[Video footage shot in downtown Portland during the 1996 flooding – it was pretty cool how the community all came together to sand-bag the flood-threatened areas!]

The Columbia River Gorge winters are serve enough, but with the added severity (wind, snow, ice, rain, quickly rising temps) it was a disaster zone. There were many landslides that occurred in the Western Columbia River Gorge Corridor. The two main slides that are still evident to this very day is the Dodson and Oneonta Gorge slides.

The Dodson Slide is visible just East of exit 35. The evidence is mind-blowing. I once took a geology field trip to this slide zone and was able to see and learn about the extreme force brought through this area. There is a white house located right off the Columbia River Historic Highway (East of exit 35), which sits close to the road. This older couple once lived much closer (South) to the great basalt cliffs prior to the slide. Their old house was picked up by all of the debris – foundation intact and all – and slid down the hillside. Over the years the area around the landslide house has been overgrown with vegetation making it difficult to spot from the road.

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[white house – everyone in the area was evacuated well before the slide occurred]

The Oneonta Gorge slide occurred similar as the Dodson Slide; however, the slide used Oneonta Creek as the catalyst for moving debris down the hillside. Over the years most of the debris has been cleared from the gorge – that is except for the huge log jam. About 100 yards into Oneonta Gorge the gorge walls narrow.  Here sits large boulders and a stack of logs strategically placed like Lincoln Logs by the man upstairs himself.

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[left – North/front side of log jam; right – South/back side of log jam]

This log/boulder jam is one of the things that make this hike so unique. I thoroughly enjoy climbing up and over the jam. However, it also can be extremely dangerous. The logs are weathered with most of the bark (traction) stripped away making it for a slick journey up and over. It scares the hell out of my when I see unattended children crossing this section alone as I’ve seen so many times. As a regular summer hiker through this gorge luckily I have only personally witnessed one person falling. A 7 year old boy was much ahead (or the mother was behind) climbing by himself. He stepped onto an extremely slick surface and lost his footing falling 5-6 feet in between a few logs hitting his head. I was able to get to him fairly quick helping him out of the log crevasse. He was definitely in shock and his mother still no where to be seen. Others who witnessed the boy falling relayed the message to the mother. Once the boy saw his mom he began to cry. Luckily in this case things were not much worse than a few bumps and bruises. As this log jam can be dangerous let it not deter you from enjoying this little gem. It can get crowded at the log jam and some may feel rushed – Just take your time (go at a speed that is comfortable for you) and use common sense – if it doesn’t feel right ITS NOT!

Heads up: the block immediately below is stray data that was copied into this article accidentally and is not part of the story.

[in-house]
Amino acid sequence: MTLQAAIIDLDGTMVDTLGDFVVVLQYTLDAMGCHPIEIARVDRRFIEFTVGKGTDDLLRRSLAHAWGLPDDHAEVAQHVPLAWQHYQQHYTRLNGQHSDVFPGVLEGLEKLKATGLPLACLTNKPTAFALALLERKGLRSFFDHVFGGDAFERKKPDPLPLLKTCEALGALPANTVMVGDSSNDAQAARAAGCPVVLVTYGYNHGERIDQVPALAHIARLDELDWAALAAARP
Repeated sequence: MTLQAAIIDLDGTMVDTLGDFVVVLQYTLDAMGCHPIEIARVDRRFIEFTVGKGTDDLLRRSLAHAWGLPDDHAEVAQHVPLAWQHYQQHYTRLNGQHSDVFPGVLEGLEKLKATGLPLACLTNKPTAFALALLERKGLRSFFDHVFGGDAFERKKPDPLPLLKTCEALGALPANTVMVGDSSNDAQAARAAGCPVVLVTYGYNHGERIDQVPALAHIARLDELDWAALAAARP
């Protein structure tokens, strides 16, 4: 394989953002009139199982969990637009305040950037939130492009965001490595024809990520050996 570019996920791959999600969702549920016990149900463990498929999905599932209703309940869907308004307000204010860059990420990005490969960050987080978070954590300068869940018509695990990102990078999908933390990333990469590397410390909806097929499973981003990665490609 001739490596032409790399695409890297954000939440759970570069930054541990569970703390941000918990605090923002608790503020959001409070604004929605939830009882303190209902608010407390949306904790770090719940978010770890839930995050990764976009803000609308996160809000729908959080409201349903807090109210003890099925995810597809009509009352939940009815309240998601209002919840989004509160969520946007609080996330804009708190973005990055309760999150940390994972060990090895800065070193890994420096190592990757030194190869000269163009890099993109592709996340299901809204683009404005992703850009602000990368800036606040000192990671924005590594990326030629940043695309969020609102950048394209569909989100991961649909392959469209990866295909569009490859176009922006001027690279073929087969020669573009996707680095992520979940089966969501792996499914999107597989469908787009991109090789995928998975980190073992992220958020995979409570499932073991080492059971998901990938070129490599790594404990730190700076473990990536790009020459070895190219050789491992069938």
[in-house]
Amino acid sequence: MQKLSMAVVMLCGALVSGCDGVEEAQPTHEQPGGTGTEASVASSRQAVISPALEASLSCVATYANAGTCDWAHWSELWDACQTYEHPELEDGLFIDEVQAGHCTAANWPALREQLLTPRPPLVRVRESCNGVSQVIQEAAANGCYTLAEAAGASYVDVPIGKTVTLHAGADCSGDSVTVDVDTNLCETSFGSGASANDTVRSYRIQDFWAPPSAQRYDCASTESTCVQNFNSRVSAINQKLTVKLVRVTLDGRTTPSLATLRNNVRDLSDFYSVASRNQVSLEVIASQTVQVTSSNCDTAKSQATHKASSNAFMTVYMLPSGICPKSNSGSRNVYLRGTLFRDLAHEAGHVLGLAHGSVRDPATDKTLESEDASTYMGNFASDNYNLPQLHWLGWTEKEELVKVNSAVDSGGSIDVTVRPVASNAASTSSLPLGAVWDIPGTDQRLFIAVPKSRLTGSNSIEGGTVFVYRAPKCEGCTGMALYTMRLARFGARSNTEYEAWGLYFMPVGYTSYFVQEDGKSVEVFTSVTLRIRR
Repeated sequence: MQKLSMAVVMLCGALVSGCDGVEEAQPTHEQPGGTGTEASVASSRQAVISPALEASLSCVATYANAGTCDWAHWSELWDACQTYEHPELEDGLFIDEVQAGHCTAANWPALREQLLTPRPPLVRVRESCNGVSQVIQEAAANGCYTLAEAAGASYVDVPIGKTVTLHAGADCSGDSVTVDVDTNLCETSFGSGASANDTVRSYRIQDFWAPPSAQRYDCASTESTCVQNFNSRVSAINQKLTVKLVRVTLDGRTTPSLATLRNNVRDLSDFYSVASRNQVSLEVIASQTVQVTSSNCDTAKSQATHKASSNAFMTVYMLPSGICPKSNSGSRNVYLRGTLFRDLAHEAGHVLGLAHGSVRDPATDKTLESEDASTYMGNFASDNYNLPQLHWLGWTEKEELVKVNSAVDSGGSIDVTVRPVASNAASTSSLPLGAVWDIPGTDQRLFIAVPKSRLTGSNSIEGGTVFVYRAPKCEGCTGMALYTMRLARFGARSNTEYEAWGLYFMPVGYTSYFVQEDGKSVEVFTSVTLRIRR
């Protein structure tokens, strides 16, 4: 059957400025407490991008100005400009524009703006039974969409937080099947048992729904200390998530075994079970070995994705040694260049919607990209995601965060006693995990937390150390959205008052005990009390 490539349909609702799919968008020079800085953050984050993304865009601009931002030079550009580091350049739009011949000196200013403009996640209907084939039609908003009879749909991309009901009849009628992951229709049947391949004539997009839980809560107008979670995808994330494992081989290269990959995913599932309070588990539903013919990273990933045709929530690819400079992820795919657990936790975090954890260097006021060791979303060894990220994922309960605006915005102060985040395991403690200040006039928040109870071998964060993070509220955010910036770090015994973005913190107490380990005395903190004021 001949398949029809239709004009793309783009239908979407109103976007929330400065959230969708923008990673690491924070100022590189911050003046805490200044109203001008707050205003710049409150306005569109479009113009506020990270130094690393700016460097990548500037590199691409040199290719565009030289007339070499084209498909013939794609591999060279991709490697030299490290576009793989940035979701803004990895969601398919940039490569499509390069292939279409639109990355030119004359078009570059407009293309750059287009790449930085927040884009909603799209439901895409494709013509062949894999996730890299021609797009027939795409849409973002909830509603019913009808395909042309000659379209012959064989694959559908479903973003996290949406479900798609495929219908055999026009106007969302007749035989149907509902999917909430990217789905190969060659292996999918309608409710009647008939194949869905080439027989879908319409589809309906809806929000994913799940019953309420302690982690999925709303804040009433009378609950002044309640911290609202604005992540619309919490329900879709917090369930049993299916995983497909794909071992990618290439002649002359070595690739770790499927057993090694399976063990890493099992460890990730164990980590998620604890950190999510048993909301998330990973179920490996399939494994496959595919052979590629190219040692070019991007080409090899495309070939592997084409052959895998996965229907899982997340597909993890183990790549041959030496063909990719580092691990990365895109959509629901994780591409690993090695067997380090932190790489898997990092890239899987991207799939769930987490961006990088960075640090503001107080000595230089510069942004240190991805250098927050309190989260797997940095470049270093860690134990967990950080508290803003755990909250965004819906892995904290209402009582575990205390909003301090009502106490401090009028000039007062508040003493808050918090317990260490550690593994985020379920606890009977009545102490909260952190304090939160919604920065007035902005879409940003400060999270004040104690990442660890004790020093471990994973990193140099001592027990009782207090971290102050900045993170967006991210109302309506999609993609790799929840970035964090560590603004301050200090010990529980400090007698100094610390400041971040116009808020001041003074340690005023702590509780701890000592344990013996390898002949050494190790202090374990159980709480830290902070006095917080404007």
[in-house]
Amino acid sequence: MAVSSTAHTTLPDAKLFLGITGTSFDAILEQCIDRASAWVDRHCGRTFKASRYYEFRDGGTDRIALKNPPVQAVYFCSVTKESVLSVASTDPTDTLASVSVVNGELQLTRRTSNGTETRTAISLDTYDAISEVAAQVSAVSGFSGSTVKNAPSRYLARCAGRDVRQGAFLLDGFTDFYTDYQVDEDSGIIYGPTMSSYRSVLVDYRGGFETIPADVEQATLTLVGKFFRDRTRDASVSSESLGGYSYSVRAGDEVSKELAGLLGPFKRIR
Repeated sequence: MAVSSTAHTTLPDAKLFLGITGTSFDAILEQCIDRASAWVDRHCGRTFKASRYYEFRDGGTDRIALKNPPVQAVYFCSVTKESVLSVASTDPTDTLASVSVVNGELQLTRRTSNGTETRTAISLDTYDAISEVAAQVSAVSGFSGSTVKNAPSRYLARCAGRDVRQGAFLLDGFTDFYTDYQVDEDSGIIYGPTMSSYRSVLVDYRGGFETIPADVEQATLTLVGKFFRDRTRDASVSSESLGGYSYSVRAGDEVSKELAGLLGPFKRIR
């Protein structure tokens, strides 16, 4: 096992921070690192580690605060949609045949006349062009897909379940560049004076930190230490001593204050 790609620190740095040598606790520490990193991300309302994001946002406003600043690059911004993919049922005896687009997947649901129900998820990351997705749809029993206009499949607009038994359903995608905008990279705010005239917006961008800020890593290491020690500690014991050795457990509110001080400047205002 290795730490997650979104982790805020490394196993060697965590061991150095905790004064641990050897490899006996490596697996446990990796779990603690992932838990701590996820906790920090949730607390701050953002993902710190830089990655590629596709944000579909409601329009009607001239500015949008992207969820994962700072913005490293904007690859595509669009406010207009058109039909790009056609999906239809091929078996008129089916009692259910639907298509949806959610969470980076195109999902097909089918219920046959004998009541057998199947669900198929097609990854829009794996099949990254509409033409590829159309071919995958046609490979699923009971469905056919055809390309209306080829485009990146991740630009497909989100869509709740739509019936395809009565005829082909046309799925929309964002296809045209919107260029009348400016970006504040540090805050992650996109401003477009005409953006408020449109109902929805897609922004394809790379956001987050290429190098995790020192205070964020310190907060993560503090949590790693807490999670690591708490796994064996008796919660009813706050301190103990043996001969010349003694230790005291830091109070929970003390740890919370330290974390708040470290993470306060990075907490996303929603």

Beyond the log jam enjoy cooling off by walking through the creek for about another .25 mile. There is a series of two deeper sections. The second section is the deepest – about 4 ft (depending on time of year/water levels). For those who are a little more adventurous and have the climbing skills – climbing the basalt sidewalls is definitely doable and makes for good practice for deep sea soloing.

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[Left – 2nd wading section (the deepest); Center – Me at towards end of deep section; Right – Oneonta Falls]

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[Climbing/ jumping into the falls]

The absolute best time to hike Oneonta Gorge is on a hot summer day at 12 noon when the sun is shinning hot into the gorge. When the sun isn’t shinning into the gorge it tends to be a little cooler than most like. Either way its a great time and a great way to cool off.